Posted in | Biofuels

Scientists Identify Cheaper, Greener Catalyst for Biofuels Processing

Fuels that are made from non-petroleum-based biological sources could soon become greener and more affordable, as a result of the research performed at the University of Illinois’ Prairie Research Institute that analyzes the use of a processing catalyst created from palladium metal and bacteria.

Prairie Research Institute researcher B.K. Sharma and co-authors from the University of Birmingham have collaborated to develop a greener biofuels processing catalyst using waste metals and bacteria. (Credit: L. Brian Stauffer)

Biofuels are produced from renewable materials such as algae or plants, and provide an alternative to petroleum-based sources. However, a number of biofuels are expensive to manufacture as the precursor product, bio-oil, has to be processed before it is conveyed to the refinery to be converted into liquid fuel. Illinois Sustainability Technology Center researcher B.K. Sharma and his co-authors have identified and examined a new processing technique.

Bio-oil forms from the same chemical reaction that forms petroleum. But what takes millions of years naturally in the ground takes only minutes in the lab using a process that is very similar to pressure cooking.


Their findings, published in the journal Fuel, specify a cheaper, more environmentally friendly and renewable catalyst for processing employs uses regular bacteria and the metal palladium, which can be recovered from waste sources such as catalytic converters, street sweeper dust, discarded electronics, and processed sewage.

The bio-oil created in the lab from algae contains impurities like oxygen and nitrogen, but treating it with palladium as a catalyst during processing helps eliminate those impurities to meet clean-air requirements, Sharma said.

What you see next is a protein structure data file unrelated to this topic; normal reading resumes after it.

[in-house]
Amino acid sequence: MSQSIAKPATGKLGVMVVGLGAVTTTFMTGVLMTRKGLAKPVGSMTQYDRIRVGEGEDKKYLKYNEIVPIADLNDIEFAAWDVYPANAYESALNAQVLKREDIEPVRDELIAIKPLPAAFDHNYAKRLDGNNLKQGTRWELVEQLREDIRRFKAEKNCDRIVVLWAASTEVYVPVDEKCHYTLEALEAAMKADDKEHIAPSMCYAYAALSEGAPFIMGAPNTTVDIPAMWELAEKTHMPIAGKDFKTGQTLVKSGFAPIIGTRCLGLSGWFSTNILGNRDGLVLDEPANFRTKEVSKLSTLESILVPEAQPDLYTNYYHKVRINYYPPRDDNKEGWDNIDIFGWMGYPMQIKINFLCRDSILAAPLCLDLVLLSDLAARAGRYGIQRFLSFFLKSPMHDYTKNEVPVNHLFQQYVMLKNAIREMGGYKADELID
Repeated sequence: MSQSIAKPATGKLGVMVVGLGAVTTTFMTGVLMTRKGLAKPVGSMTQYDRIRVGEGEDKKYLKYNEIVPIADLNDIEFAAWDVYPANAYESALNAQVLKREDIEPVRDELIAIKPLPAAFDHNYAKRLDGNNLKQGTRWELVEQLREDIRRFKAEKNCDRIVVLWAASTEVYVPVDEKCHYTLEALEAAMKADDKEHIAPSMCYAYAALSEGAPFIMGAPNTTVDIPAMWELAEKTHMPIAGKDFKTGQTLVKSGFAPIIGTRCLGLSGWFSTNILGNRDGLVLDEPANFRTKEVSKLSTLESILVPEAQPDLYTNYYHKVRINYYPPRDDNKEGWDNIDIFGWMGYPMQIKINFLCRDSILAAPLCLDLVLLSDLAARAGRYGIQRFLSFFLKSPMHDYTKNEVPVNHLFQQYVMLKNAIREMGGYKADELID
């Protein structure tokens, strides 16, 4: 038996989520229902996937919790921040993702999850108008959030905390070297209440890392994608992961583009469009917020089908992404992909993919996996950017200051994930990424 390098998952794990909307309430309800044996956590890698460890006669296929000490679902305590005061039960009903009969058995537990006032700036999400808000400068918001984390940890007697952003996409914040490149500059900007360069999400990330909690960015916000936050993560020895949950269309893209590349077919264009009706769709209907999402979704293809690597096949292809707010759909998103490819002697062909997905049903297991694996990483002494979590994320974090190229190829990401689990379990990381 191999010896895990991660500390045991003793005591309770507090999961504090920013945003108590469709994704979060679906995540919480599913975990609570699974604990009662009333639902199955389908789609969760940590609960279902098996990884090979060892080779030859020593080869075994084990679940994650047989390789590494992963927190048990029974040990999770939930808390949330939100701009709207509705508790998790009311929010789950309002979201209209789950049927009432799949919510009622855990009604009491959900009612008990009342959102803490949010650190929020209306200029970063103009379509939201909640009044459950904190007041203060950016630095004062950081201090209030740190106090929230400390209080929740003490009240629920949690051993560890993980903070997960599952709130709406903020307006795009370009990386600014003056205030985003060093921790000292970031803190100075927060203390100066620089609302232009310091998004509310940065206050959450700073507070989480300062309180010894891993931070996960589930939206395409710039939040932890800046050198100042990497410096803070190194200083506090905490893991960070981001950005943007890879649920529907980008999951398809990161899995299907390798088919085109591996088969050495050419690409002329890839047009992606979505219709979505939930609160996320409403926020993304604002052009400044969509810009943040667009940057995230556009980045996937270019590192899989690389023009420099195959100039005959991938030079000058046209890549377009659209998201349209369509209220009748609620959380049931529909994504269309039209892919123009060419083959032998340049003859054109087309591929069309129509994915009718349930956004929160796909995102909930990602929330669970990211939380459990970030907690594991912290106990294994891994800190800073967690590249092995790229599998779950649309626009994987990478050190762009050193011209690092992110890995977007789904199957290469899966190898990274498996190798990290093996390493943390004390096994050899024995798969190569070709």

For the palladium to work well, the bio-oil must flow past it during processing. Earlier studies have revealed that allowing the oil flow through porous carbon particles infused with palladium is an effective technique, however those carbon particles are not economical, Sharma said.

Instead of using commercially produced carbon particles, we can use bacteria cell masses as a sort of biologic scaffolding for the palladium to hold on to. The oil can flow through the palladium-decorated bacteria masses as it does through the carbon particles.


To examine the effectiveness of the new method, Sharma and his co-authors performed a range of physical and chemical analyses to establish if their new processing treatment created a liquid fuel that matches in quality to one created using the commercially produced catalyst.

We found our product to be as good or even slightly better. We were able to remove the oxygen and nitrogen impurities at a comparable rate, and yielded the same volume of product using our cheaper, greener catalyst as is observed using the more expensive commercial catalyst.


The more expensive commercial catalyst has the added advantage that it can be used over and over without prolonged processing, while the Sharma group’s palladium-on-bacteria catalyst will need to endure processing to be reused.

It is a minor caveat. The fact that we have shown the potential of making refinery-ready crude oil from algae bio-oil using a catalyst that can be prepared from low-grade recycled metals and green and economical bacterial biomass proves that this is a very promising advancement. In addition, this bio-catalyst would work equally well in petrochemical processing.


The research was conducted in partnership with professors Joe Wood and Lynne Macaskie from the University of Birmingham, funded through the Birmingham-Illinois Partnership for Discovery, Engagement and Education program. The research was also supported by the Natural Environment Research Council, UK.

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